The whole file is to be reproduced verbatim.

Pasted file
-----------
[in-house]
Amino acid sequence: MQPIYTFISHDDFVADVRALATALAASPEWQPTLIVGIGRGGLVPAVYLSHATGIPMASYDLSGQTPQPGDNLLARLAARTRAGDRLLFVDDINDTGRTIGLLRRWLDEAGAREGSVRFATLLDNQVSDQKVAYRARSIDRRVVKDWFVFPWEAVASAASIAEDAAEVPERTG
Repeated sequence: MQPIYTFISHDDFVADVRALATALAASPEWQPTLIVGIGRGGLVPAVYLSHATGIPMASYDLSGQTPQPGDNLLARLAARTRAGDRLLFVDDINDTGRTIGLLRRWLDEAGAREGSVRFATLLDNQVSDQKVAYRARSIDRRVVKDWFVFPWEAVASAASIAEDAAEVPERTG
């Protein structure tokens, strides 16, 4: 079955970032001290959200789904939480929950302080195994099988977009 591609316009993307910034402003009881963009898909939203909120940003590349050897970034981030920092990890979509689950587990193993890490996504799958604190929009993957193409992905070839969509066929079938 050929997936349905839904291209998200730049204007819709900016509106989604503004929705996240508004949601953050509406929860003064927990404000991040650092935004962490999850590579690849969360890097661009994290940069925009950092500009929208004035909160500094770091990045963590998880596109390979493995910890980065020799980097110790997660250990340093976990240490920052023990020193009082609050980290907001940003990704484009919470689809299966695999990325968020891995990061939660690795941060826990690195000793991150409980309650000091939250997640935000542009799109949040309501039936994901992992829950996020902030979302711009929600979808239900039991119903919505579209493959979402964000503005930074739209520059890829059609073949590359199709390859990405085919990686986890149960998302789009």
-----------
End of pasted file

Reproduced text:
[in-house]
Amino acid sequence: MQPIYTFISHDDFVADVRALATALAASPEWQPTLIVGIGRGGLVPAVYLSHATGIPMASYDLSGQTPQPGDNLLARLAARTRAGDRLLFVDDINDTGRTIGLLRRWLDEAGAREGSVRFATLLDNQVSDQKVAYRARSIDRRVVKDWFVFPWEAVASAASIAEDAAEVPERTG
Repeated sequence: MQPIYTFISHDDFVADVRALATALAASPEWQPTLIVGIGRGGLVPAVYLSHATGIPMASYDLSGQTPQPGDNLLARLAARTRAGDRLLFVDDINDTGRTIGLLRRWLDEAGAREGSVRFATLLDNQVSDQKVAYRARSIDRRVVKDWFVFPWEAVASAASIAEDAAEVPERTG
């Protein structure tokens, strides 16, 4: 079955970032001290959200789904939480929950302080195994099988977009 591609316009993307910034402003009881963009898909939203909120940003590349050897970034981030920092990890979509689950587990193993890490996504799958604190929009993957193409992905070839969509066929079938 050929997936349905839904291209998200730049204007819709900016509106989604503004929705996240508004949601953050509406929860003064927990404000991040650092935004962490999850590579690849969360890097661009994290940069925009950092500009929208004035909160500094770091990045963590998880596109390979493995910890980065020799980097110790997660250990340093976990240490920052023990020193009082609050980290907001940003990704484009919470689809299966695999990325968020891995990061939660690795941060826990690195000793991150409980309650000091939250997640935000542009799109949040309501039936994901992992829950996020902030979302711009929600979808239900039991119903919505579209493959979402964000503005930074739209520059890829059609073949590359199709390859990405085919990686986890149960998302789009």